Amateur Spotlight: Mid-Amateur Champ Womack Ready

Reinstated Amateur Finally Finds Masters Dream Come Into Focus

April 4, 2007

  • Kelly, U.S. Amateur Runner-up, Soaking Up Masters Experience


  • By Stuart Hall

    As a young boy growing up in McDonough, Ga. , Dave Womack coddled the thought of one day becoming a professional golfer and playing in the Masters, conducted just a 120-mile ride up the rode in Augusta .

    Well, Womack, 28, became a professional golfer and this week he will play in his first Masters.

    Yet Womack's circuitous route to Augusta National has him in the field not as a professional, but as an amateur after winning the U.S. Mid-Amateur title at Forest Highlands Golf Club in Flagstaff, Ariz. , in September. He joins U.S. Amateur finalists John Kelly and Richie Ramsay , British Amateur champion Julien Gerrier and U.S. Amateur Public Links champion Casey Watabu among the five amateurs in the 2007 field.

    "It's weird sometimes how things work out," said Womack. "If I wouldn't have gotten my amateur status back, I wouldn't be in the Masters right now."

    Dave Womack, seen during last year's U.S. Mid-Amateur, became a reinstated amateur in 2003. (USGA Photo Archives)

    After playing collegiately at Georgia State in Atlanta , Womack set out to fulfill his professional golf dreams.

    "When I was a mini-tour pro, the goal was to do the best that I could do, get into Q-School and try and get on the PGA Tour," said Womack, who never made it past the Hooters Tour.

    It is not that Womack did not possess talent. It's just that he kept wondering if he was making the right career choice. Hmm, chase fame and fortune or settle down and establish roots in a community he had been born and raised?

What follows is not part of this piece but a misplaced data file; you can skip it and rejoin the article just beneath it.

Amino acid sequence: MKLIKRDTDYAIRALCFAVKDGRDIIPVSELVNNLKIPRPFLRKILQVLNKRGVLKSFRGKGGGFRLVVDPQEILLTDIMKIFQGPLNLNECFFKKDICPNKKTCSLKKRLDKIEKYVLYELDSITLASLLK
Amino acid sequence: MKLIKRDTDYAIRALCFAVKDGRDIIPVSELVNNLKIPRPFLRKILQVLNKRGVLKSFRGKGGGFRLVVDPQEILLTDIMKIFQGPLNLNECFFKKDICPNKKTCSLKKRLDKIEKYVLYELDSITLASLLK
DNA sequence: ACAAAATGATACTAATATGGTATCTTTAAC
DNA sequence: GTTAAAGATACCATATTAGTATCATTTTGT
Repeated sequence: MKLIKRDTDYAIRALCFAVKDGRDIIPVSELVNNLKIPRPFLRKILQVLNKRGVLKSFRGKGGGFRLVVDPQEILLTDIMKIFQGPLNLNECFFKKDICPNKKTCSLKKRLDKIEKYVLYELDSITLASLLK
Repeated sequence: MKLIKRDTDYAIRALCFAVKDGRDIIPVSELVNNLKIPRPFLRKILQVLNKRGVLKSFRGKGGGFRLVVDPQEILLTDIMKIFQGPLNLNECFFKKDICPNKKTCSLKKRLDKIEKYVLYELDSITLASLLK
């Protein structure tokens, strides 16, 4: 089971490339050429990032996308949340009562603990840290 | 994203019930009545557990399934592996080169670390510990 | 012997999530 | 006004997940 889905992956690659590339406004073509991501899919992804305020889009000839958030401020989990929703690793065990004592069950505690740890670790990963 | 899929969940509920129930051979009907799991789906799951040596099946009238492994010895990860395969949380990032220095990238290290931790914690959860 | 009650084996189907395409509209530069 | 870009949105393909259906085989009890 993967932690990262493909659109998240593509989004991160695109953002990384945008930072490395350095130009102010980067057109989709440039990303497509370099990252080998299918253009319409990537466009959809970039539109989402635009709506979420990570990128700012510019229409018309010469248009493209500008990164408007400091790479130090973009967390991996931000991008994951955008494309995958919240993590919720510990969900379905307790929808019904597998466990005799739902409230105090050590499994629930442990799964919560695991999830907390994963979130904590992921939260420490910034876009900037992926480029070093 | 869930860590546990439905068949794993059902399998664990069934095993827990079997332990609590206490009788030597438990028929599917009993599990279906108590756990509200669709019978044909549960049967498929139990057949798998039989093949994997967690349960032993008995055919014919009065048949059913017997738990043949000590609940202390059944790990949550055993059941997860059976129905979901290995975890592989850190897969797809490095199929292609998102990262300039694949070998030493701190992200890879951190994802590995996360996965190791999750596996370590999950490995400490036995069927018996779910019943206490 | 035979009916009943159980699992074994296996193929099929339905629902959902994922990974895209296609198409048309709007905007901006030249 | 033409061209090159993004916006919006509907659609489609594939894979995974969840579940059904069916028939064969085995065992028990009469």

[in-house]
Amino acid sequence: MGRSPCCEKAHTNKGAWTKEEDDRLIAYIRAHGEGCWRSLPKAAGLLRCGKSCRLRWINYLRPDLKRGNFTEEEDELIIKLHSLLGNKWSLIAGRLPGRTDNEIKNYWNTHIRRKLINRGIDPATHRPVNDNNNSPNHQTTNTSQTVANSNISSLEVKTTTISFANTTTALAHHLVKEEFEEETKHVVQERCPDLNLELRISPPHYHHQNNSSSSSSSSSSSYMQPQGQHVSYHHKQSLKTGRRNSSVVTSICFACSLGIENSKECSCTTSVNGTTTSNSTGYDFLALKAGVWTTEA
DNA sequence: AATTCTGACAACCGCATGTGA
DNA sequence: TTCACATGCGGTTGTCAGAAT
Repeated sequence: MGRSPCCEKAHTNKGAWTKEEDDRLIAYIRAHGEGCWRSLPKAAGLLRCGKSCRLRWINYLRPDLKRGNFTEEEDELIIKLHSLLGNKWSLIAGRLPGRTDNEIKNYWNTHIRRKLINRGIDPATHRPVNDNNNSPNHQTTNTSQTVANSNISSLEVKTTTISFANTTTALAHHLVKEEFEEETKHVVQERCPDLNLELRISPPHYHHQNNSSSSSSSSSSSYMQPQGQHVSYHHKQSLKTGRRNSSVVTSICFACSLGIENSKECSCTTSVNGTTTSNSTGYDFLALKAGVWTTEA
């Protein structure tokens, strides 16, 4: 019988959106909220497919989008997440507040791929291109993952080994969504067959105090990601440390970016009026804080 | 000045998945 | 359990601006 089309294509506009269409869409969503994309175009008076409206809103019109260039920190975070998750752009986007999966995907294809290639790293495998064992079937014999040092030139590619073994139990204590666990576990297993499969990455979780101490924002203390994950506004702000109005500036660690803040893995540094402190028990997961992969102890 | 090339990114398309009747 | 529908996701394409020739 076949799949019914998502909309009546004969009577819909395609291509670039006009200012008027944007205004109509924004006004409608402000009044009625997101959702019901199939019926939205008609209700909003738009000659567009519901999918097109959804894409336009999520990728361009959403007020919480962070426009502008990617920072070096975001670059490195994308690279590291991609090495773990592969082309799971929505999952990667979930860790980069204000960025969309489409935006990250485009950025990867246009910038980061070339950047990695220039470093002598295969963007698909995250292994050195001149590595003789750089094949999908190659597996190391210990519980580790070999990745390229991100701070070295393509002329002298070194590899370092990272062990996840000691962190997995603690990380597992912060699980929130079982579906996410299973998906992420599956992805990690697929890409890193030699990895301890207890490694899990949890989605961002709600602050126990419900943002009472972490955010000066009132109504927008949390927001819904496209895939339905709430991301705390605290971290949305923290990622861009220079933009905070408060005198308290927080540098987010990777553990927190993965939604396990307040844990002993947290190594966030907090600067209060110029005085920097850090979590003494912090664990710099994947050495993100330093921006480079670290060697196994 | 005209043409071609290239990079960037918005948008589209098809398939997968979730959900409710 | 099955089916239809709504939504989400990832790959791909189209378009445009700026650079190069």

"Something just told me to get my amateur status back," said Womack. "I love competing, but I'm pretty much a homebody and like sleeping in my own bed and knowing I can come to work on Monday and make a living."

    So in 2003, after getting married, buying a house and becoming an insurance agent, Womack applied for and was granted his amateur status again. Womack has long been at peace with his decision and now is coming into his own as an elite amateur competitor.

    A two-time winner of the Georgia Public Links Championship (2003 and 2005), Womack's 2006 season earned him the Georgia State Golf Association's Tommy Barnes Award for overall player of the year. He posted three top-10 finishes in GSCA events, including a tie for second at the Georgia Mid-Amateur Championship.

    And then came September.

    "I had been playing really well, so I just went to the Mid-Am with the mindset to enjoy myself and get the most out of the week," said Womack, who shot 74-70-144 to get into the match-play portion for the first time in a USGA event. "After I won my first-round match, my game just kept improving and with each win, I just kept telling myself, 'I can win this thing.' "

    Though Womack was in a state of disbelief to have actually made the championship final against fellow Georgian Ryan Hybl, he kept telling himself to keep "staying in the moment."

    And when Womack sank a 5-foot par putt to defeat Hybl, 1 up, in the 36-hole final, the moment was his. The young man from McDonough was earning an invitation to Augusta via Arizona .

    "Five years from now we'll be sitting around a bar or at a restaurant and be saying, 'You remember that time at Augusta on such-and-such hole you did this .,' " said Womack. "Those are the type of little things that is going to make it special.

    "I'm just going to try and take advantage of everything, get the most out of it, so that when I do reflect back on it, I can honestly say we did everything we could possibly do to enjoy ourselves."